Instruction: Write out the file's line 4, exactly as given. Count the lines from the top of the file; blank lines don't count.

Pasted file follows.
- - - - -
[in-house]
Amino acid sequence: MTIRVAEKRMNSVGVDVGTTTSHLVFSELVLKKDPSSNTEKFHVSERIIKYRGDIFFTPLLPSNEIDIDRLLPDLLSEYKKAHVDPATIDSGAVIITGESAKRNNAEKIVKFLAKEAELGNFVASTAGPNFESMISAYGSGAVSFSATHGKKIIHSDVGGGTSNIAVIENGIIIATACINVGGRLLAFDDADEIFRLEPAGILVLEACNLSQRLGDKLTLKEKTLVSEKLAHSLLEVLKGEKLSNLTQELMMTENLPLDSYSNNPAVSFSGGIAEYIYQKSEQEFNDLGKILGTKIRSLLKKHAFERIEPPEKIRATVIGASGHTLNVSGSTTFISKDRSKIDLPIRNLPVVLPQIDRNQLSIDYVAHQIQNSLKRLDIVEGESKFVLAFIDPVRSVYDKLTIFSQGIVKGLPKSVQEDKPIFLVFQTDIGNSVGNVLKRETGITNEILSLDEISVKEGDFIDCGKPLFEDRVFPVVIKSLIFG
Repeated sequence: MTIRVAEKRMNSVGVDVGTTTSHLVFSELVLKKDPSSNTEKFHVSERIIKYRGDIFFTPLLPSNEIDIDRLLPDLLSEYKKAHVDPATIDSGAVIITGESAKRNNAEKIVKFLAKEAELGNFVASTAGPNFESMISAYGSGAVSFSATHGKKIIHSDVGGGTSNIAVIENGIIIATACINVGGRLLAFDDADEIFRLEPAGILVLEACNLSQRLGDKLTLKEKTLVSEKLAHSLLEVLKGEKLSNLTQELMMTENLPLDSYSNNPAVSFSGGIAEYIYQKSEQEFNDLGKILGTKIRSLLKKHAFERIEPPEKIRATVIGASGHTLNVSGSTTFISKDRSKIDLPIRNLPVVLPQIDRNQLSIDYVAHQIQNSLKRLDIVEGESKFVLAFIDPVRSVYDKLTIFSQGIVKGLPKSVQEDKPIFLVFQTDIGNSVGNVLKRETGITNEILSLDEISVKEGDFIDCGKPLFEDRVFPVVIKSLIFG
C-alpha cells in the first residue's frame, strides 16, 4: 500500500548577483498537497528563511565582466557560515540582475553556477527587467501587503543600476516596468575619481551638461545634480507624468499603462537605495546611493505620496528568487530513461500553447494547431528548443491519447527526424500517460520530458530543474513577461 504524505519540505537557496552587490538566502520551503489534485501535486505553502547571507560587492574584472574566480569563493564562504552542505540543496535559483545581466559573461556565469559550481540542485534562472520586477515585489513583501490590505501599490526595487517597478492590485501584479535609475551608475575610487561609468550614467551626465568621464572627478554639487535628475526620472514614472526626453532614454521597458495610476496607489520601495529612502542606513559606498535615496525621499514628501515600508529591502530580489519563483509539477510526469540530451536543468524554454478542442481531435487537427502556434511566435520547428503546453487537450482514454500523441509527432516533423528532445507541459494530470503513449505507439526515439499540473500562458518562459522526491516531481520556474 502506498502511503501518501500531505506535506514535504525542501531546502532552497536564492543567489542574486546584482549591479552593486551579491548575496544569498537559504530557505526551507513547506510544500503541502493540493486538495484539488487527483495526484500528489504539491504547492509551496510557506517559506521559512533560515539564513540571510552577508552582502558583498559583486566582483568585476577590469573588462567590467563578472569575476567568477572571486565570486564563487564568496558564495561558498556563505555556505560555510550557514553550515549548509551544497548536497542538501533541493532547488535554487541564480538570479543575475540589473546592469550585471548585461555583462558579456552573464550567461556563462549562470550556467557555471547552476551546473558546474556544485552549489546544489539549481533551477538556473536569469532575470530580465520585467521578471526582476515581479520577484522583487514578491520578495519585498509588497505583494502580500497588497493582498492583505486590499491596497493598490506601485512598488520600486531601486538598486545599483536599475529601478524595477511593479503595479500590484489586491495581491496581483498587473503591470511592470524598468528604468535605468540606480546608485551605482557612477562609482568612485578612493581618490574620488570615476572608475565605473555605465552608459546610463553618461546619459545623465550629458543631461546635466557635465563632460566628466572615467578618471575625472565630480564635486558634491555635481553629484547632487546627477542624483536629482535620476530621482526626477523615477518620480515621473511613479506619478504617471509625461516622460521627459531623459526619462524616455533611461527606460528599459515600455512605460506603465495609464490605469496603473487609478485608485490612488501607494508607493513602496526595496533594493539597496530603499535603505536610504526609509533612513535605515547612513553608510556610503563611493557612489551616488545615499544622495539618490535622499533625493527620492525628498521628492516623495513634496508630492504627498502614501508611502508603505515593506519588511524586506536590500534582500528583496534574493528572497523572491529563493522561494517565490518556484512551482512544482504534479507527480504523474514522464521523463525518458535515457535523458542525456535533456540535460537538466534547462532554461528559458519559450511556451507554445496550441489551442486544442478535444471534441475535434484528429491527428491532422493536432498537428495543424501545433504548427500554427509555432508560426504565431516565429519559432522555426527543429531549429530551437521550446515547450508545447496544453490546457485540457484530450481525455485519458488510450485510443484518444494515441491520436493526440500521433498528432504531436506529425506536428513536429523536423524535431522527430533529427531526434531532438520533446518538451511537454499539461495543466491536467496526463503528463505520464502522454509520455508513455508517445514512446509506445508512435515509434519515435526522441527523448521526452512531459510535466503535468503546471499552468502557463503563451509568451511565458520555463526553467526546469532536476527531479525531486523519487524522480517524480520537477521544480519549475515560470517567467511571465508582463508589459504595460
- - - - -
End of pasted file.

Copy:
C-alpha cells in the first residue's frame, strides 16, 4: 500500500548577483498537497528563511565582466557560515540582475553556477527587467501587503543600476516596468575619481551638461545634480507624468499603462537605495546611493505620496528568487530513461500553447494547431528548443491519447527526424500517460520530458530543474513577461 504524505519540505537557496552587490538566502520551503489534485501535486505553502547571507560587492574584472574566480569563493564562504552542505540543496535559483545581466559573461556565469559550481540542485534562472520586477515585489513583501490590505501599490526595487517597478492590485501584479535609475551608475575610487561609468550614467551626465568621464572627478554639487535628475526620472514614472526626453532614454521597458495610476496607489520601495529612502542606513559606498535615496525621499514628501515600508529591502530580489519563483509539477510526469540530451536543468524554454478542442481531435487537427502556434511566435520547428503546453487537450482514454500523441509527432516533423528532445507541459494530470503513449505507439526515439499540473500562458518562459522526491516531481520556474 502506498502511503501518501500531505506535506514535504525542501531546502532552497536564492543567489542574486546584482549591479552593486551579491548575496544569498537559504530557505526551507513547506510544500503541502493540493486538495484539488487527483495526484500528489504539491504547492509551496510557506517559506521559512533560515539564513540571510552577508552582502558583498559583486566582483568585476577590469573588462567590467563578472569575476567568477572571486565570486564563487564568496558564495561558498556563505555556505560555510550557514553550515549548509551544497548536497542538501533541493532547488535554487541564480538570479543575475540589473546592469550585471548585461555583462558579456552573464550567461556563462549562470550556467557555471547552476551546473558546474556544485552549489546544489539549481533551477538556473536569469532575470530580465520585467521578471526582476515581479520577484522583487514578491520578495519585498509588497505583494502580500497588497493582498492583505486590499491596497493598490506601485512598488520600486531601486538598486545599483536599475529601478524595477511593479503595479500590484489586491495581491496581483498587473503591470511592470524598468528604468535605468540606480546608485551605482557612477562609482568612485578612493581618490574620488570615476572608475565605473555605465552608459546610463553618461546619459545623465550629458543631461546635466557635465563632460566628466572615467578618471575625472565630480564635486558634491555635481553629484547632487546627477542624483536629482535620476530621482526626477523615477518620480515621473511613479506619478504617471509625461516622460521627459531623459526619462524616455533611461527606460528599459515600455512605460506603465495609464490605469496603473487609478485608485490612488501607494508607493513602496526595496533594493539597496530603499535603505536610504526609509533612513535605515547612513553608510556610503563611493557612489551616488545615499544622495539618490535622499533625493527620492525628498521628492516623495513634496508630492504627498502614501508611502508603505515593506519588511524586506536590500534582500528583496534574493528572497523572491529563493522561494517565490518556484512551482512544482504534479507527480504523474514522464521523463525518458535515457535523458542525456535533456540535460537538466534547462532554461528559458519559450511556451507554445496550441489551442486544442478535444471534441475535434484528429491527428491532422493536432498537428495543424501545433504548427500554427509555432508560426504565431516565429519559432522555426527543429531549429530551437521550446515547450508545447496544453490546457485540457484530450481525455485519458488510450485510443484518444494515441491520436493526440500521433498528432504531436506529425506536428513536429523536423524535431522527430533529427531526434531532438520533446518538451511537454499539461495543466491536467496526463503528463505520464502522454509520455508513455508517445514512446509506445508512435515509434519515435526522441527523448521526452512531459510535466503535468503546471499552468502557463503563451509568451511565458520555463526553467526546469532536476527531479525531486523519487524522480517524480520537477521544480519549475515560470517567467511571465508582463508589459504595460